We at Siemens Energy believe that a digital transformation begins with instrumentation such as sensors and valves, connected with the equipment over processes, with a high level of automation or maintenance strategy, and concludes in an overarching intelligent view, supplemented by data analytics and protected from cyberattacks. This enables experts to remotely operate production as well as inspect and maintain facilities, securely, from control rooms on the other side of the world. These technologies are proving to be vital in the current environment, where logistics and supply chains are disrupted and severe travel restrictions and social distancing measures are increasingly the norm.
This enables the automation of processes and the implementation of remote operations, which have the potential to mitigate lost-time incidents, health hazards and keep employees safeguarded, all whilst reducing costs. Drones and other robots are increasingly moving into more operational areas, including high-risk areas.
Increased connectivity requires data sharing across equipment and command centres using reliable data exchanges, data storage (locally, or cloud based), as well as cyber security. Digital transformation will require organisations to implement a focused digital strategy. It will also need investment and commitment to revisit and revamp processes, infrastructure and systems; and a willingness to collaborate across the ecosystem.
But, with all this connectivity, organisations face an increased volume of targeted cyber-attacks, malware and ransomware. Due to the strategic importance of the oil and gas industry, companies need to make sure that people – whether they’re contractors or employees - are aware of the cybersecurity vulnerabilities and the processes they need to follow.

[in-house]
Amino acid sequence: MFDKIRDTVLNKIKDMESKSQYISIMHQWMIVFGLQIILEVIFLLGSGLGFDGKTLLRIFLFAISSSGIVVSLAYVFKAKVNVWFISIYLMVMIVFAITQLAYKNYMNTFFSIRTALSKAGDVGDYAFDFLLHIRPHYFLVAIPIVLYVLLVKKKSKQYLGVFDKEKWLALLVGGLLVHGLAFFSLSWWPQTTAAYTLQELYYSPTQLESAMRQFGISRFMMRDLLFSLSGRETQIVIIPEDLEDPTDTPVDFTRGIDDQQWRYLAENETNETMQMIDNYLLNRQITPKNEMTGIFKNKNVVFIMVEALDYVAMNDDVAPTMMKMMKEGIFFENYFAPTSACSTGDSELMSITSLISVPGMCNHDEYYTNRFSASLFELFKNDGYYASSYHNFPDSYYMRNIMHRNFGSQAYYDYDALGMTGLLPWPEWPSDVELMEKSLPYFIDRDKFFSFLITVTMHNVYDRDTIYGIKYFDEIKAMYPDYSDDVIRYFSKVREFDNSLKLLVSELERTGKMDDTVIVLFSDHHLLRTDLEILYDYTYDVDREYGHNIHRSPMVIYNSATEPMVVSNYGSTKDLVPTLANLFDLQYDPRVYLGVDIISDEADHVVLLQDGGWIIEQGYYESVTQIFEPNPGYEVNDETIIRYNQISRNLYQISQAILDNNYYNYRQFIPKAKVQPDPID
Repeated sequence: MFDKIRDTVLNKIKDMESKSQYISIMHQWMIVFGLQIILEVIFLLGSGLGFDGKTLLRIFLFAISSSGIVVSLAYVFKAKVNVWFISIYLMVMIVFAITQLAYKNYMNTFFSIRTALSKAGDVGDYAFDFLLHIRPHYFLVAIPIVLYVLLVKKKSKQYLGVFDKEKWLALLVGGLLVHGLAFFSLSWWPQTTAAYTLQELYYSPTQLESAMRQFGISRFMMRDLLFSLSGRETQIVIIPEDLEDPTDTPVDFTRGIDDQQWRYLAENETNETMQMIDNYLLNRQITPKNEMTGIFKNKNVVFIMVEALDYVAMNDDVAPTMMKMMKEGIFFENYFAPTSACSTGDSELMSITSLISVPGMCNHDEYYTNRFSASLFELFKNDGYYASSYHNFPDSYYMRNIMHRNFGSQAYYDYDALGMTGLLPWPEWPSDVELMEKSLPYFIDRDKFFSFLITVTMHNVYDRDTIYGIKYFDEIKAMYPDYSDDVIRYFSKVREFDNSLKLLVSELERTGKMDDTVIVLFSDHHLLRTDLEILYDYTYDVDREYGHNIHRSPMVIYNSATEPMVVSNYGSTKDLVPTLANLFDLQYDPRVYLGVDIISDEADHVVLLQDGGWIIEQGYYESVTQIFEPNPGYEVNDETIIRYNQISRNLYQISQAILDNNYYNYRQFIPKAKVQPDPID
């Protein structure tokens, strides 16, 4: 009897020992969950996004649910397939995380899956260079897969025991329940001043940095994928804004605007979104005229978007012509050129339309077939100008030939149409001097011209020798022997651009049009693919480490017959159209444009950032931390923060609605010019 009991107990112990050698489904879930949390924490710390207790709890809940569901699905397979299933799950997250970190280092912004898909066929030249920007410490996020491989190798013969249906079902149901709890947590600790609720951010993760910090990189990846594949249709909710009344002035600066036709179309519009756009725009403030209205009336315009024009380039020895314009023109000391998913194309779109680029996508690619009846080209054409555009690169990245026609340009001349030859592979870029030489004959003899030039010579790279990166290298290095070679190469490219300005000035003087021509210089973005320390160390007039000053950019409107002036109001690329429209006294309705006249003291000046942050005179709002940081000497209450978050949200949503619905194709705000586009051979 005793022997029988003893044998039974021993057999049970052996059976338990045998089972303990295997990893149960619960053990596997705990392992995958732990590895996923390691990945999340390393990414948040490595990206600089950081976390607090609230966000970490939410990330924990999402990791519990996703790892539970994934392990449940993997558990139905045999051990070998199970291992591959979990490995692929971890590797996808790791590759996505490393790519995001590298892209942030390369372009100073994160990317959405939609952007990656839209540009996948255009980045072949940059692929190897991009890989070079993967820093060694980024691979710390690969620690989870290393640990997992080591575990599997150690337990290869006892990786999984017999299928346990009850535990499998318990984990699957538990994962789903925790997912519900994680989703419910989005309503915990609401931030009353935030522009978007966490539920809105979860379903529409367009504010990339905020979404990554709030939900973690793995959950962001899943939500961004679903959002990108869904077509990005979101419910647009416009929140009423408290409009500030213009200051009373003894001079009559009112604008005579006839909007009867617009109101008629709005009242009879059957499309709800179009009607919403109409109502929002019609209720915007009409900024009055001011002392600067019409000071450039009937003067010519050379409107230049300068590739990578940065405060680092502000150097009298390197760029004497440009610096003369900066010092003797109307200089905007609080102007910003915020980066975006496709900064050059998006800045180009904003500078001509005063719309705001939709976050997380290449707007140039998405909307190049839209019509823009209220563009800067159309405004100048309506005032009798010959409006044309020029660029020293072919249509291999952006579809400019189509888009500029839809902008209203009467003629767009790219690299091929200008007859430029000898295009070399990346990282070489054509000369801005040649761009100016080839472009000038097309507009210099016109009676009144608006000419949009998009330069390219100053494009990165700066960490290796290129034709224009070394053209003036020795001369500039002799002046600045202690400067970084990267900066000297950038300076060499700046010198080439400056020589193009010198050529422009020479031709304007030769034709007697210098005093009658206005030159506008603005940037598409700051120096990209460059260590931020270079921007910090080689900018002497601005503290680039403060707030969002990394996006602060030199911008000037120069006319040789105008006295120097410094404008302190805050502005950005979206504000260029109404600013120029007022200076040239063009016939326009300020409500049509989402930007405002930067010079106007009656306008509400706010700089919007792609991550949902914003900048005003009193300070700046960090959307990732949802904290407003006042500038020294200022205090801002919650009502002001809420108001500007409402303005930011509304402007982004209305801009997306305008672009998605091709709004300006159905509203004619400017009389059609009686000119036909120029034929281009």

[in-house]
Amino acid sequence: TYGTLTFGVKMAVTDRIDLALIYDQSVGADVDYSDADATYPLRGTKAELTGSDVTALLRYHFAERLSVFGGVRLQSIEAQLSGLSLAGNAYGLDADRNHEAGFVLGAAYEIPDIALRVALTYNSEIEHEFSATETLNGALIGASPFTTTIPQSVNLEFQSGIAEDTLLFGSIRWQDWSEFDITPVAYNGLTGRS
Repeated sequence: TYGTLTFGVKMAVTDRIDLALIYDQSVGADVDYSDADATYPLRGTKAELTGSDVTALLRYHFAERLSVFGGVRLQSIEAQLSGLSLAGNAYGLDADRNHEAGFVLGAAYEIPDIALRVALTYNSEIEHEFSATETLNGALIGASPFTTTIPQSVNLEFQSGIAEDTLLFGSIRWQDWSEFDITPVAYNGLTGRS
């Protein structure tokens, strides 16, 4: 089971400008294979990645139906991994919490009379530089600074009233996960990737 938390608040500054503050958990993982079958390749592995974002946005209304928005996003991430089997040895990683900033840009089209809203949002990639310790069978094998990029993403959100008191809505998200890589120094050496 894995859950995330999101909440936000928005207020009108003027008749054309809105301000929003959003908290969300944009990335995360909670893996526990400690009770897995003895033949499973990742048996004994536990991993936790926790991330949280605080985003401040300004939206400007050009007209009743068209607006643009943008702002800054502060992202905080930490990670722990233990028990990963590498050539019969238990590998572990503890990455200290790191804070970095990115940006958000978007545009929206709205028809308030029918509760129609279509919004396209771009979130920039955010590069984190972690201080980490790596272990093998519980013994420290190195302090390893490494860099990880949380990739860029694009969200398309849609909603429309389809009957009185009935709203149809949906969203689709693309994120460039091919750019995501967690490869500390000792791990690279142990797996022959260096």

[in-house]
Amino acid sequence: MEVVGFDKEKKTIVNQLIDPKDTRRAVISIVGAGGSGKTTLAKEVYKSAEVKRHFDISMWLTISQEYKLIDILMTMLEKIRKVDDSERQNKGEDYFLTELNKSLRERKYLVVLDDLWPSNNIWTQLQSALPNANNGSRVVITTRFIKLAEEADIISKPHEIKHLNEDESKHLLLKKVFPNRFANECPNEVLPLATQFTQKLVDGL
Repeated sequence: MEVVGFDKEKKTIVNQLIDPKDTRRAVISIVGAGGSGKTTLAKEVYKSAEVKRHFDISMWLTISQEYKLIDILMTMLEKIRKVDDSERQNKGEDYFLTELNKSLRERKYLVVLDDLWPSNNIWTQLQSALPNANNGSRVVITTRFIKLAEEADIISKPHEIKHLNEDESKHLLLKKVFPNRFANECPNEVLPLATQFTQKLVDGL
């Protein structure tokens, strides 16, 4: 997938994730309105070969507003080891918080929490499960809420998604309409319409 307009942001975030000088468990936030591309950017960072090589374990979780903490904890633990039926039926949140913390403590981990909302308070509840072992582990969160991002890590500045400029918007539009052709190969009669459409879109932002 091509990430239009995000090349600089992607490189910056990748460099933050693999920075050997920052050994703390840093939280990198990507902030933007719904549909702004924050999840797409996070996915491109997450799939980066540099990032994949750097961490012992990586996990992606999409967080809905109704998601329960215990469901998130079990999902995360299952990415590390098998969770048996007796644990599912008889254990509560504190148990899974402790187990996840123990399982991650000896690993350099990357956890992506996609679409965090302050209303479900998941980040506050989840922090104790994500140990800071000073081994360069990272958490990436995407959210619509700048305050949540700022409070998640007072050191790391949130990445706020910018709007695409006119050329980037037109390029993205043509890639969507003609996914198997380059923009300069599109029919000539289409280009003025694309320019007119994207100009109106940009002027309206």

For operators, integration of assets means more efficient production optimisation. A universal platform with dashboards and easy to use visualisation is a prerequisite for adaption by a large community in any organisation. Any authorised user can see the exact current state of operations on their desktop or mobile device. With training this allows anyone, from senior management right through to operators, to gain insights about the status of assets and optimization potentials.
The initial CAPEX and training required to build and operate such systems can appear daunting, but the plethora of benefits are easily justifiable. Furthermore, investment and implementation paves the way for when, hopefully in the not too distant future, CAPEX budgets are increased, meaning that new equipment and assets can be seamlessly integrated into a fully digitised oil and gas value chain.
To maximise benefits, integration should be as comprehensive as possible. This means existing assets need to be integrated and although this is typically more challenging, due to the large number of legacy systems each with its own different data definitions, advantages are still available. The incorporation of machine or plant data, into operations and systems analysis, can turn the information into a competitive advantage. The deeper the integration, the better the outcome.
The post COVID-19 world will continue to be characterised by economic uncertainty, ongoing disruption to logistics and supply chains, and low oil and gas prices. Ultimately, the accelerated adoption of digitalisation, technology and remote operations, presents oil and gas companies with a quick and effective way to reduce their OPEX whilst enhancing operations.
This op-ed first appeared in the August issue of Pipeline Magazine